How is chronic alopecia be treated?

The treatment for hair loss depends on the cause of your condition. Sometimes your hair loss may get better on its own and no treatment is needed. If your hair loss is related to a medicine you are taking, talk to your caregivers. There may be other medicines you could take instead that will not cause hair loss. If your hair loss is severe, you may need one or more of the following treatments:

  • Medicines:

    • Hair growing agents: This medicine helps promote hair growth. It must be used continuously until new hair grows on the affected area.

    • Steroids: Steroid medicine helps decrease inflammation and damage to the hair follicle. Corticosteroids may be used to treat alopecia areata.

    • Estrogen: This is a female hormone that is used for women with hyperandrogenism (high levels of male hormones). Estrogen can reduce the effects of male hormones on hair growth. This treatment is used in women with male pattern baldness.

    • Immunologic agents: This medicine affects the immune system cells that may be attacking hair follicles. This treatment is used to treat alopecia areata. Your caregiver may start treatment with a small dose at first and slowly increase the dose with each treatment. The frequency of treatment may be reduced once your caregiver sees improvement in your condition.

  • Hair transplant surgery: This surgery is generally done on the scalp. It removes hair follicles from one part of your head and puts them into the bald area. This is usually done only if your condition is severe and when medicines fail to improve your hair loss. Ask your caregiver for more information about hair transplant.

What can I do to manage my chronic alopecia?

  • Avoid hair and scalp trauma: Use a soft-bristled hair brush to protect your scalp from damage. Avoid the overuse of chemicals such as permanent wave solutions on your hair. Avoid hairstyles that pull your hair too much.

  • Eat a healthy diet: Ask your caregiver if you need to be on a special diet.

  • Reduce stress: Try to get enough sleep and daily exercise. Learn new ways to relax, such as deep breathing, meditation, and listening to music. These may help you cope with stressful events.

What should I expect with time or treatment?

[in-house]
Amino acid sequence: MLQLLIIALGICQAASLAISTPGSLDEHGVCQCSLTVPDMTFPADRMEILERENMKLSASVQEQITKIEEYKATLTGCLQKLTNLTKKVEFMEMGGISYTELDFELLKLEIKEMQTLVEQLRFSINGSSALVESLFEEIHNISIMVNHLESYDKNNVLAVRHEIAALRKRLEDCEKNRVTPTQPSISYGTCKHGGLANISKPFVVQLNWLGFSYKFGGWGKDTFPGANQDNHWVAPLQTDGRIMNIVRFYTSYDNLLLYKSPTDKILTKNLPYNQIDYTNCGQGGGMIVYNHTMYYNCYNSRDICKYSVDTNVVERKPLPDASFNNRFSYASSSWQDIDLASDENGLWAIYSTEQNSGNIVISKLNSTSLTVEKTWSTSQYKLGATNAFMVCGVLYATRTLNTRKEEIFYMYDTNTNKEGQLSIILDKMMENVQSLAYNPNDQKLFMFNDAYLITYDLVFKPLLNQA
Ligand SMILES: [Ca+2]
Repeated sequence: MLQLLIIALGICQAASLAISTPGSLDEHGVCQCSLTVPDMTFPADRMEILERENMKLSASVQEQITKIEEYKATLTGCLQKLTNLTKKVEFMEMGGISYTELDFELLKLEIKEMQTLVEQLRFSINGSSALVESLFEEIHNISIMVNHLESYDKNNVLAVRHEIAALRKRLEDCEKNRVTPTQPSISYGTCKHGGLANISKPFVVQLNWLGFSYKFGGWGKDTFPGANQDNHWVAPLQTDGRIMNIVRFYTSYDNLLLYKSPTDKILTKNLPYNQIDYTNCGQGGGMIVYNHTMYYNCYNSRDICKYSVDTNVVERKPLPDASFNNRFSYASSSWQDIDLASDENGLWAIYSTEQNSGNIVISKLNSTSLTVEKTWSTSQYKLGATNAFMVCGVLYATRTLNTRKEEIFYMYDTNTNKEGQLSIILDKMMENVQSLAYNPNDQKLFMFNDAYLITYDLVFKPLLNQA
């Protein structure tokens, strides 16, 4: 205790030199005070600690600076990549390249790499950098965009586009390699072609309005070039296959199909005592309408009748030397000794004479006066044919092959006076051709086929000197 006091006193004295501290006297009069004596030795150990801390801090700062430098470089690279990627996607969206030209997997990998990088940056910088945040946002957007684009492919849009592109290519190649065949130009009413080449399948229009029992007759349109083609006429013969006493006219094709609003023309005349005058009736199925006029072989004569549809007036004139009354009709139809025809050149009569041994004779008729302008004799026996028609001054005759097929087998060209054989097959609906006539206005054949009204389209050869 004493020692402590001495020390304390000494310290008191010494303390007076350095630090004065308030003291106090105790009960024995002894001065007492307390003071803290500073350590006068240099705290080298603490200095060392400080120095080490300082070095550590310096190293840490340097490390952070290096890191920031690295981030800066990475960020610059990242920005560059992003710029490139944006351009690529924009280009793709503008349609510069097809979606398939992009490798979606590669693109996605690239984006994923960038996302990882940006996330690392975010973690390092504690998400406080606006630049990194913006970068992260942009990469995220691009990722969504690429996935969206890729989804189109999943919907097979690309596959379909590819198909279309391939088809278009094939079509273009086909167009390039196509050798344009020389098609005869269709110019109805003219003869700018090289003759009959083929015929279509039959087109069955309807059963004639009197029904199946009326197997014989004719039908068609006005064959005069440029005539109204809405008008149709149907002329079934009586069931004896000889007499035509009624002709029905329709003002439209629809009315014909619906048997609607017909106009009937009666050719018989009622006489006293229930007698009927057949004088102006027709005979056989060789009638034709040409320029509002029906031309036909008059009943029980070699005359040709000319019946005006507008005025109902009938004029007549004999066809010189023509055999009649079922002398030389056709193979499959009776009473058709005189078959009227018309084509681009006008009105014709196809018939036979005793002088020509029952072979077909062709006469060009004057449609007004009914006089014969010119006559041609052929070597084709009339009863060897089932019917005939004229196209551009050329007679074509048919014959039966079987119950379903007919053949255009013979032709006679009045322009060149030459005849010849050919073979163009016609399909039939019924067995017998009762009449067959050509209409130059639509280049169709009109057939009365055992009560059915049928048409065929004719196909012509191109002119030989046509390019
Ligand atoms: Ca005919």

Relief from chronic alopecia depends on the cause of your symptoms, your treatment, and other factors. It is a long-term condition and one that may go away and come back. Children who have the condition before puberty will have poor or slow improvement. Those who have a strong family history of baldness may also have the condition early and for a long period. Chronic alopecia may continue even with treatment.

When should I contact my caregiver?

Contact your caregiver if:

  • You feel anxious or fearful with sweating and a fast heartbeat.

  • You have a change in your appetite, or you sleep a lot more or less than usual.

  • You have new signs or symptoms even with treatment.

  • You have problems thinking and concentrating.

  • Your scalp is very itchy.

  • You feel that you cannot cope with your condition.

  • You have questions or concerns about your condition or care.

When should I seek immediate care?

Seek care immediately or call 911 if:

  • You feel like hurting yourself or others.

Care Agreement

You have the right to help plan your care. Learn about your health condition and how it may be treated. Discuss treatment options with your caregivers to decide what care you want to receive. You always have the right to refuse treatment. The above information is an educational aid only. It is not intended as medical advice for individual conditions or treatments. Talk to your doctor, nurse or pharmacist before following any medical regimen to see if it is safe and effective for you.

© 2014 Truven Health Analytics Inc. Information is for End User's use only and may not be sold, redistributed or otherwise used for commercial purposes. All illustrations and images included in CareNotes® are the copyrighted property of A.D.A.M., Inc. or Truven Health Analytics.